Wanted: Private sector to electrify remote villages


The government is preparing a new regulation that it hopes will attract the private sector to light up remote villages that state-owned electricity company PLN has yet to touch.

Energy and Mineral Resources Minister Ignasius Jonan said that the ministry was currently drafting a regulation that would allow private companies to set up electrical grids in these remote villages and sell the electricity straight to the residents without having to go through PLN.

“So, the private sector will be allowed to do this. We cannot just rely on PLN’s abilities,” he said recently.

Although Indonesia recorded an electrification ratio of 88 percent last December, electrification was still centered in Java, while the eastern regions have remained in the dark.

The lack of electricity in the regions has been mostly blamed on poor infrastructure, which contributes to high transportation costs.

Energy and Mineral Resources Ministry electricity director general Jarman said that even though the privately-owned grids were separate from PLN’s, they might eventually be interconnected in the future once PLN found economically feasible ways to do so.

Jarman said the government would still control the prices the private companies offered to locals to ensure that they would remain on par with or cheaper than those offered by PLN.

Furthermore, residents that are eligible to receive subsidized electricity of 450 or 900 watts will still be able to receive it through the private grids, as required of the government by the Energy Law.

Although no concrete regulations have been introduced yet, the ministry hopes that it will help procure electricity for around 2,500 villages across the nation, 2,376 of which are located in Papua and West Papua.

Papua’s electrification ratio currently stands at 45.93 percent only, while West Papua’s is at 82.7 percent.

Private investors looking to build the electricity grids will be asked to focus on developing grids that procure electricity from renewable energy sources, making the grids’ capacity mostly small-scale.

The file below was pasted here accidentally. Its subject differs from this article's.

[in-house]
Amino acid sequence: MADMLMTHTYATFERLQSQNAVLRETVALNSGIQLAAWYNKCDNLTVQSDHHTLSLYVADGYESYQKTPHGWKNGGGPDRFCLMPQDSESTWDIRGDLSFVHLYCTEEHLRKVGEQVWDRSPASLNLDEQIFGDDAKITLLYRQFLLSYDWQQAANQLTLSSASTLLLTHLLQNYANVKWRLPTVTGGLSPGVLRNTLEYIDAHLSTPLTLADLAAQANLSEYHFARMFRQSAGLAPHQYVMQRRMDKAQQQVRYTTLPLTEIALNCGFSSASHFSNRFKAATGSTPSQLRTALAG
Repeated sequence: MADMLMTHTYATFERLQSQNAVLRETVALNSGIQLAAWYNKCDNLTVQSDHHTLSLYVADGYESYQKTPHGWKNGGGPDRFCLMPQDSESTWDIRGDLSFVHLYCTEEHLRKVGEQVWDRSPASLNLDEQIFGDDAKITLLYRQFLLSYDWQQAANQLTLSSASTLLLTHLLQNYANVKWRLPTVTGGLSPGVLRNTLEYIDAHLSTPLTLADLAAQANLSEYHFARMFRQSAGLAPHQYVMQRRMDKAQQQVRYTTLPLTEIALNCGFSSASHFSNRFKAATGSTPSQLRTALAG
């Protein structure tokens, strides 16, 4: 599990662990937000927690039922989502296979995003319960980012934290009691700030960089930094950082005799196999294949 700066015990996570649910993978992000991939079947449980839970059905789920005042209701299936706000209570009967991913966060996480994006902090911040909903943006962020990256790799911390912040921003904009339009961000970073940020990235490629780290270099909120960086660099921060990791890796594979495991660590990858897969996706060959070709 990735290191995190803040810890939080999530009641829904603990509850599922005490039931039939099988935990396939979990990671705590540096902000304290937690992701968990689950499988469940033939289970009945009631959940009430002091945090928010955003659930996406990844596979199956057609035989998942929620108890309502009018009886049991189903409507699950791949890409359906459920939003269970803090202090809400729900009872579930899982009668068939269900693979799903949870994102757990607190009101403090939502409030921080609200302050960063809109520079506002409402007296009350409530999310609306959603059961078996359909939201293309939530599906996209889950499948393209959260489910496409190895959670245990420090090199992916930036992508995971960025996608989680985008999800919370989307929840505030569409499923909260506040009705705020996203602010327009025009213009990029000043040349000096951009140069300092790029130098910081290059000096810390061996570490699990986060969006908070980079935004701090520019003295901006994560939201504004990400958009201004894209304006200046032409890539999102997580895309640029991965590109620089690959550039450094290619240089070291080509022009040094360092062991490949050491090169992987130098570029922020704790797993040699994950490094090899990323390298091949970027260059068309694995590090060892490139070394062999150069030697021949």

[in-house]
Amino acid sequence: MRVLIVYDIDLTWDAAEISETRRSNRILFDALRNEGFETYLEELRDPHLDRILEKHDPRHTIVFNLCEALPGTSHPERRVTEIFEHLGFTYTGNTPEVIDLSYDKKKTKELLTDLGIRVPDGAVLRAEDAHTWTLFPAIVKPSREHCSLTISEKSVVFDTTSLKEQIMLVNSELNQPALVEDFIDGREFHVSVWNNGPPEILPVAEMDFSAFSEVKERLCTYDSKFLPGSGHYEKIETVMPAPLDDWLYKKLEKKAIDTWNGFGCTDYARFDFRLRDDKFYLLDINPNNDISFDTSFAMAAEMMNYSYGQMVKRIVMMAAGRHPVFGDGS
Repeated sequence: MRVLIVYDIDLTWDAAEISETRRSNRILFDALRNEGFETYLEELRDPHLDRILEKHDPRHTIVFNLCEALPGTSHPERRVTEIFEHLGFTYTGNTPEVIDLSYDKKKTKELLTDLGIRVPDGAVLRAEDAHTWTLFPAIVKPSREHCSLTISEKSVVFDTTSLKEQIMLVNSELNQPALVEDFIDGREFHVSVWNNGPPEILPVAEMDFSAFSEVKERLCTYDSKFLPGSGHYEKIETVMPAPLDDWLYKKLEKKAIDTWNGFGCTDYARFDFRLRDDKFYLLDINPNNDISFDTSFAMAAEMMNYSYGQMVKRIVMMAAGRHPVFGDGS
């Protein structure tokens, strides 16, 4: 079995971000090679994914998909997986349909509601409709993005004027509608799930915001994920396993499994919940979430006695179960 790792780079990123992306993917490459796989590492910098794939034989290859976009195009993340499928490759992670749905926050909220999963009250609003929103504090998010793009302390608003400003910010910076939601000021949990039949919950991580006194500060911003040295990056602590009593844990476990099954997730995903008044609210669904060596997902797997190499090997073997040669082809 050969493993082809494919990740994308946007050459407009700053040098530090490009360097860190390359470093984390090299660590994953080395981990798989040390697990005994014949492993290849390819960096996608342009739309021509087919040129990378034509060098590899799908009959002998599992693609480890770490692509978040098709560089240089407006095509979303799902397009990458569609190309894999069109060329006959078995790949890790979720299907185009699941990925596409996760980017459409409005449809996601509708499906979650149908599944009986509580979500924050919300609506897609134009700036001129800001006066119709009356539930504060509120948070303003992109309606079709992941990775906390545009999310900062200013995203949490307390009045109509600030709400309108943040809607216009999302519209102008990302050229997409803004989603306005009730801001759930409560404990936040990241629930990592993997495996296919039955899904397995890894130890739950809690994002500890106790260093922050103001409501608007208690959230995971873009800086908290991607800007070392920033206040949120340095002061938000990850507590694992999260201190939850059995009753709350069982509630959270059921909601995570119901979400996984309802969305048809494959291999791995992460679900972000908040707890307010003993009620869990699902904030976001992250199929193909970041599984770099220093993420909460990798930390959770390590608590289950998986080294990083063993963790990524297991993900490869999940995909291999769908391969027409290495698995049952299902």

The ministry has previously said a total investment of Rp 156.02 billion (US$11.64 million) and annual operating fees of Rp 191.9 billion would be needed to develop electricity in Papua and West Papua.

Meanwhile, PLN president director Sofyan Basir said that the company had not been involved in any meetings on the formulation of the regulation. He said he doubted private investors would seriously consider setting up shop in the villages as the construction costs would be high.

“PLN spends around Rp 3,500 to Rp 4,000 per kilowatt hour [kWh], but only sells the electricity to the people for around Rp 400 [per kWh] because they are poor. Do you think the private sector would want to do something similar? They wouldn’t be able to handle it, only those who are able to cross subsidy can,” he said.

Institute for Essential Services Reform (IESR) executive director Fabby Tumiwa said that it was unlikely that the private companies would be able to sell their electricity for cheaper than what PLN was already selling in the region because of the lack of infrastructure and high transportation costs. He called on the government to make sure that they know how much locals can actually afford to pay due to their non-cash wealth.

“This means that the investors have a much higher risk, so they will definitely be calculating every detail. The government will have to somehow ensure that the investors will get a return from their electricity sales in the region,” he said.

Source : http://www.thejakartapost.com/news/2016/11/19/wanted-private-sector-to-electrify-remote-villages.html

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